And all the focus on tenderpreneurship, BEE, instead of entrepreneurship, does not help the cause. It also creates a false mindset about how true wealth is created, by hardworking individuals, with innovation, vision, and determination.

    These true wealth creators were not after a free lunch.

  • Pakane

    Thought-provoking one Sentletse. However, I realize that you establish facts that negate ANC promises. I wished that you integrated the facts of undoing the illusions created by the ANC administration. Examples: how can budget contraints be understandable with a huge government that even afford not just multiple first ladies but unending list of president’s children and what-ever-children-born-out-of-wedlock are called? How can be done to ensure that even non-ANC members are given equal economic opportunities? You see Sentletse, I have observed that we are a nation that is excellent in identifying problems but very poor in identifying and ensuring actual implementation of resolutions. Given the national outcry about corruption, I would expect that something concrete is being done by now by the people not the misgoverning Zuma administration. When shall the people rule, when shall politicians be servants not bosses calling themselves servants?

  • MLH

    I would like to see you take each point and identify solutions to every concern you raise, in separate columns. It would be especially helpful if City Press would publish those columns. It would be even more helpful if they were translated into all the official languages and published in those languages. My domestic worker claims articles that explain such things are thin on the ground in Zulu, for instance and says that step-by-step explanation would help her and her friends understand why the basic detail doesn’t or won’t improve their lives. They need to know and understand the implications. I’m darn sure, for instance, that she would be horrified to find out more about that dreadful youth conference in December and what the youth development agency was granted by way of funds in the new budget. She has already changed her vote, she says, but she’s now reached the stage where she’d like to change the world…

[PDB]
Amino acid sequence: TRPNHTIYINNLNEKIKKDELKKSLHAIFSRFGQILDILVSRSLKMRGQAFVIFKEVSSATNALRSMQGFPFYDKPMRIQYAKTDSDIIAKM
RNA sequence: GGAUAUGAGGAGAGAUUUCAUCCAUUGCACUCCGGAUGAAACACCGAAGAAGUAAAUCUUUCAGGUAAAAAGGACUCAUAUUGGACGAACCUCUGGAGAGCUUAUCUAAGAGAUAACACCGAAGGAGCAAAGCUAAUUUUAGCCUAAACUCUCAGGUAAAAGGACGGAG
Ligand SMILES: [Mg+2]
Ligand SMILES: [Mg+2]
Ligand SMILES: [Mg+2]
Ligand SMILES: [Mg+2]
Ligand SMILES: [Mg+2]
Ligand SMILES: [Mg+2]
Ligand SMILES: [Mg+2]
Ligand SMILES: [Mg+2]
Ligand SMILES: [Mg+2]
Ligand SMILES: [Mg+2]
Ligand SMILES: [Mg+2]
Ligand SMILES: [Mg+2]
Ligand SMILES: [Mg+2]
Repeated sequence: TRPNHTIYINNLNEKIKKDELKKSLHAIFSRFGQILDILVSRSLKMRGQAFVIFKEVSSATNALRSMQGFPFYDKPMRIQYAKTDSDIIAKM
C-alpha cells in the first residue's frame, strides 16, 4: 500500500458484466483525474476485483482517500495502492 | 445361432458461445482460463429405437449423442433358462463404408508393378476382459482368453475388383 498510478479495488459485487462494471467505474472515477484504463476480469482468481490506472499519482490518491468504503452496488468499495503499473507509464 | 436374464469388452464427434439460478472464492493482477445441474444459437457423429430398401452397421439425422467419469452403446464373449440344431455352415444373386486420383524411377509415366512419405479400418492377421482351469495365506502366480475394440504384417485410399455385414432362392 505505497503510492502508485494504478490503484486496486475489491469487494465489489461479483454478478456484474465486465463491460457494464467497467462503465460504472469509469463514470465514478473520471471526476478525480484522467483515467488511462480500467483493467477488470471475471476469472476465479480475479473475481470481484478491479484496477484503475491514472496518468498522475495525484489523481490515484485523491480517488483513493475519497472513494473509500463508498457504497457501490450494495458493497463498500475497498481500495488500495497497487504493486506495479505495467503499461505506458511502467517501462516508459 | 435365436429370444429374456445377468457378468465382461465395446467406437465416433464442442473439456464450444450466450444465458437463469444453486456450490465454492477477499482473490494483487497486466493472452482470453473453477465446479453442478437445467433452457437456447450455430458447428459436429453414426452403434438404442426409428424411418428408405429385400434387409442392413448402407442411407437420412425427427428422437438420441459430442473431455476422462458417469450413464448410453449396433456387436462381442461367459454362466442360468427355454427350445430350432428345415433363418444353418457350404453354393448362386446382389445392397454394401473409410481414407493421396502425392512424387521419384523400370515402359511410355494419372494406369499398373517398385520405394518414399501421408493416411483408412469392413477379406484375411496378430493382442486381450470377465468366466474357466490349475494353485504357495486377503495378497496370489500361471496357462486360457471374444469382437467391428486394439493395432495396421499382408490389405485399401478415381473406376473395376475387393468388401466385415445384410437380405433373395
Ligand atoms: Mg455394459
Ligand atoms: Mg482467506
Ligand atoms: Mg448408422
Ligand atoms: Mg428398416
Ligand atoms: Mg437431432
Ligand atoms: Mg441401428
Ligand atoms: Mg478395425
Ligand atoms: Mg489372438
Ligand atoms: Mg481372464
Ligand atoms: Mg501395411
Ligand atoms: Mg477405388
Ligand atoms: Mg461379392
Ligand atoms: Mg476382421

• Wout

    “Arms Deal” – ’nuff said. Another thought-provoking one, thank you!

  • Mr Y

    @Grant
    “Only when the last tree has died and the last river been poisoned and the last fish been caught will we realise we cannot eat money.” ~Cree Indian Proverb
    The world is totally blind to the fact that what we really need is a totally new kind of economy, not more of the same.

  • Kwame

    I see a lot of critisicm in your article, but no clear wholestic solution. Pls do take into account that world economies have generally slumped, and we have faired well under the circumstances. In 1994 the ANC not only inherited, but also had to work within a global system that was not designed in the interests of the freedom charter. During negotiations, the ANC had to sacrifice many of its policies as the owners of capital, simply refused a new dispensation that would have resulted in bolder initiatives as you suggest. The alternative for not having a compromise would surely have resulted in a Zimbabwe situation.

    I think we all need to appreciate the progress made so far and make the necessary refurbishments when the opportunity arises, especially as the tranformation agenda starts yielding results i.e the emerging generation of young black professionals. The challenge however, is we can’t do it alone. Any change of policy has to speak to the markets.

    Its still early days for us to praise economies such as China, as we have learnt in Tunisia, that an economy is not sustainable without democratic principles driving it.

  • Grant

    Great proverb. Check out this article:
    http://kickitover.org/2009/08/07/beyond-growth-paradigm

  • Frantz Fanon

    In 1976, SA was the world’s 16th biggest economy. Bigger than South Korea. In 2011 SA is the world’s 30th biggest economy. Tiny compared to South Korea and the Asian giants. Makes you think, doesn’t it?

  • http://hismastersvoice.wordpress.com/ The Creator

    You have a point, although you could make it better. Fundamentally, what is needed is well-targeted investment. This is not happening, because the government lacks the power to direct capital, and this is because it has never tried to develop the power (or the capacity) to direct capital. The other problems which South Africa faces are comparatively unimportant (the educational systems of East Asian countries were no better than ours when their economies took off into over-5% growth).

    However, we also need some kind of control on imports to protect local industries, and we also need a better distribution of wealth (poverty levels such as ours cannot sustain a consumer boom). The grim fact is that our ruling class does not want any of these things (they like exporting capital, prefer cheap imports to more costly domestic production, and want all the cash for themselves). Until we have a government prepared to challenge the ruling class we will not have sustainable economic growth.

  • Grant

    There is no such thing as “sustainable economic growth.” It’s an oxymoron. It amazes me at how unintelligent “intelligent” people are.